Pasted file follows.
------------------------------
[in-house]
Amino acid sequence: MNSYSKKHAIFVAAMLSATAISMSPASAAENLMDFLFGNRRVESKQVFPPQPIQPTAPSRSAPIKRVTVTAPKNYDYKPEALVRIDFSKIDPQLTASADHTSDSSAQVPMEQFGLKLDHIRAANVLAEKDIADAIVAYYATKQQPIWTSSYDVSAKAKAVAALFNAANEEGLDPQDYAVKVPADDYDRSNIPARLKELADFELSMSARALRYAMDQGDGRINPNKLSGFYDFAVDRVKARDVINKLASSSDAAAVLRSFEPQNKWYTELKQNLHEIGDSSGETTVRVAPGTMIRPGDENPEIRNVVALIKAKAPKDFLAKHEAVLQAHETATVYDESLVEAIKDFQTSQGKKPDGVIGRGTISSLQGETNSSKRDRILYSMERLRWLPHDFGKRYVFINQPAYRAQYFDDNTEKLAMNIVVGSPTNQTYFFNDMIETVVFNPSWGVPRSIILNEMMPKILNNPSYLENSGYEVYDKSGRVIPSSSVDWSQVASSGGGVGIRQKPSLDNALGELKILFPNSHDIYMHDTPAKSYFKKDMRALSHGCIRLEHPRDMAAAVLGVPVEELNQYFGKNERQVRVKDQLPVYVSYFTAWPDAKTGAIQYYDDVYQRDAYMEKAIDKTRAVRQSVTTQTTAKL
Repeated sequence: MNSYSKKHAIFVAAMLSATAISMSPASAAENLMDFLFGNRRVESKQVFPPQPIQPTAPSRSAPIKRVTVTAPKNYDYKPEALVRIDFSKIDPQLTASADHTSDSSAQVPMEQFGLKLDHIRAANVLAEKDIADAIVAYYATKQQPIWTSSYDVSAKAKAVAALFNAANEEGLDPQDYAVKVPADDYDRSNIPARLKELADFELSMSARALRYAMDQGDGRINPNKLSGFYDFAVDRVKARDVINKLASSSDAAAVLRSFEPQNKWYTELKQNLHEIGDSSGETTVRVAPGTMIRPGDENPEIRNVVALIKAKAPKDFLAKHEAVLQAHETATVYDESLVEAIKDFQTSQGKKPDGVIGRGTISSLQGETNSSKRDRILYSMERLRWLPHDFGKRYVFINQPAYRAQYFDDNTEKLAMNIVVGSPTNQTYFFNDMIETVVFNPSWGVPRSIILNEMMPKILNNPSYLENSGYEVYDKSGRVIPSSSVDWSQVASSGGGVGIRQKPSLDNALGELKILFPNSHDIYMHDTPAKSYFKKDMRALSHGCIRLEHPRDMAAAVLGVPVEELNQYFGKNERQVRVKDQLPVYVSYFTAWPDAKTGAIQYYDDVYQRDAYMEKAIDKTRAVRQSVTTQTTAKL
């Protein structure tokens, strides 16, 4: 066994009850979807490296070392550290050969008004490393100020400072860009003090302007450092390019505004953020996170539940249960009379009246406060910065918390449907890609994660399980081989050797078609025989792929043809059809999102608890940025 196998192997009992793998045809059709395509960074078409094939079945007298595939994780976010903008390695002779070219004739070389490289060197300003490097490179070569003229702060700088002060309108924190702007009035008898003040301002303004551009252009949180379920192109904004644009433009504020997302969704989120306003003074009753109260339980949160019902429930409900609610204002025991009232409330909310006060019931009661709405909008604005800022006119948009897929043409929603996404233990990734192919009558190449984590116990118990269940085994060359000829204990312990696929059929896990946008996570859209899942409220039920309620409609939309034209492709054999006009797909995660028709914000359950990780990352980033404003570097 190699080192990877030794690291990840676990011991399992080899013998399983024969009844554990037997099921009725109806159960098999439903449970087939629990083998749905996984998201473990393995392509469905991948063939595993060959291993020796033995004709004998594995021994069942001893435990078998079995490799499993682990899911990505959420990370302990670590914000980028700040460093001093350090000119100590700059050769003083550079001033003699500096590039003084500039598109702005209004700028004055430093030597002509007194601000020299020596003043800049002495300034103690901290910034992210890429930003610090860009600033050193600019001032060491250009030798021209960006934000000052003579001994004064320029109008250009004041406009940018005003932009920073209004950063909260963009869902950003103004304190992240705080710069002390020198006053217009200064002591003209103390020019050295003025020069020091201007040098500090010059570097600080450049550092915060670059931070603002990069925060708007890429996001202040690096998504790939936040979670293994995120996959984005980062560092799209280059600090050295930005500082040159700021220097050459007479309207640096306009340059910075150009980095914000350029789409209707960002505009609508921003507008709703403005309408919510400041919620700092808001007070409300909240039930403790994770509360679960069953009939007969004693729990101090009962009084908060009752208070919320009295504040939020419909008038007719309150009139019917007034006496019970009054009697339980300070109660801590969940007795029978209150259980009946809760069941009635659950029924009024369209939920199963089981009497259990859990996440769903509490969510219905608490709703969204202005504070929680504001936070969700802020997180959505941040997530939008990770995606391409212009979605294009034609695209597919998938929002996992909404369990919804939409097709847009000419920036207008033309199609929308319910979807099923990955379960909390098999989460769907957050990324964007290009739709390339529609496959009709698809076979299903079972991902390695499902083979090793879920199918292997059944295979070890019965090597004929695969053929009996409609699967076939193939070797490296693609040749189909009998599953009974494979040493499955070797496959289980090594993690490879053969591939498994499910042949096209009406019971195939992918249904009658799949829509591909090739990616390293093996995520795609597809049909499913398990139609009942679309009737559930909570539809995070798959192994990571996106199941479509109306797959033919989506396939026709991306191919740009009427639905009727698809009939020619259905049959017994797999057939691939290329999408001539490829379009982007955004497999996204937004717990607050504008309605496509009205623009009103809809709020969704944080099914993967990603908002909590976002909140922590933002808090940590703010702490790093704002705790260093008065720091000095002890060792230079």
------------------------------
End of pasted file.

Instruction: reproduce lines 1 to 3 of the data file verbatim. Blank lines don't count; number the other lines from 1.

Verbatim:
[in-house]
Amino acid sequence: MNSYSKKHAIFVAAMLSATAISMSPASAAENLMDFLFGNRRVESKQVFPPQPIQPTAPSRSAPIKRVTVTAPKNYDYKPEALVRIDFSKIDPQLTASADHTSDSSAQVPMEQFGLKLDHIRAANVLAEKDIADAIVAYYATKQQPIWTSSYDVSAKAKAVAALFNAANEEGLDPQDYAVKVPADDYDRSNIPARLKELADFELSMSARALRYAMDQGDGRINPNKLSGFYDFAVDRVKARDVINKLASSSDAAAVLRSFEPQNKWYTELKQNLHEIGDSSGETTVRVAPGTMIRPGDENPEIRNVVALIKAKAPKDFLAKHEAVLQAHETATVYDESLVEAIKDFQTSQGKKPDGVIGRGTISSLQGETNSSKRDRILYSMERLRWLPHDFGKRYVFINQPAYRAQYFDDNTEKLAMNIVVGSPTNQTYFFNDMIETVVFNPSWGVPRSIILNEMMPKILNNPSYLENSGYEVYDKSGRVIPSSSVDWSQVASSGGGVGIRQKPSLDNALGELKILFPNSHDIYMHDTPAKSYFKKDMRALSHGCIRLEHPRDMAAAVLGVPVEELNQYFGKNERQVRVKDQLPVYVSYFTAWPDAKTGAIQYYDDVYQRDAYMEKAIDKTRAVRQSVTTQTTAKL
Repeated sequence: MNSYSKKHAIFVAAMLSATAISMSPASAAENLMDFLFGNRRVESKQVFPPQPIQPTAPSRSAPIKRVTVTAPKNYDYKPEALVRIDFSKIDPQLTASADHTSDSSAQVPMEQFGLKLDHIRAANVLAEKDIADAIVAYYATKQQPIWTSSYDVSAKAKAVAALFNAANEEGLDPQDYAVKVPADDYDRSNIPARLKELADFELSMSARALRYAMDQGDGRINPNKLSGFYDFAVDRVKARDVINKLASSSDAAAVLRSFEPQNKWYTELKQNLHEIGDSSGETTVRVAPGTMIRPGDENPEIRNVVALIKAKAPKDFLAKHEAVLQAHETATVYDESLVEAIKDFQTSQGKKPDGVIGRGTISSLQGETNSSKRDRILYSMERLRWLPHDFGKRYVFINQPAYRAQYFDDNTEKLAMNIVVGSPTNQTYFFNDMIETVVFNPSWGVPRSIILNEMMPKILNNPSYLENSGYEVYDKSGRVIPSSSVDWSQVASSGGGVGIRQKPSLDNALGELKILFPNSHDIYMHDTPAKSYFKKDMRALSHGCIRLEHPRDMAAAVLGVPVEELNQYFGKNERQVRVKDQLPVYVSYFTAWPDAKTGAIQYYDDVYQRDAYMEKAIDKTRAVRQSVTTQTTAKL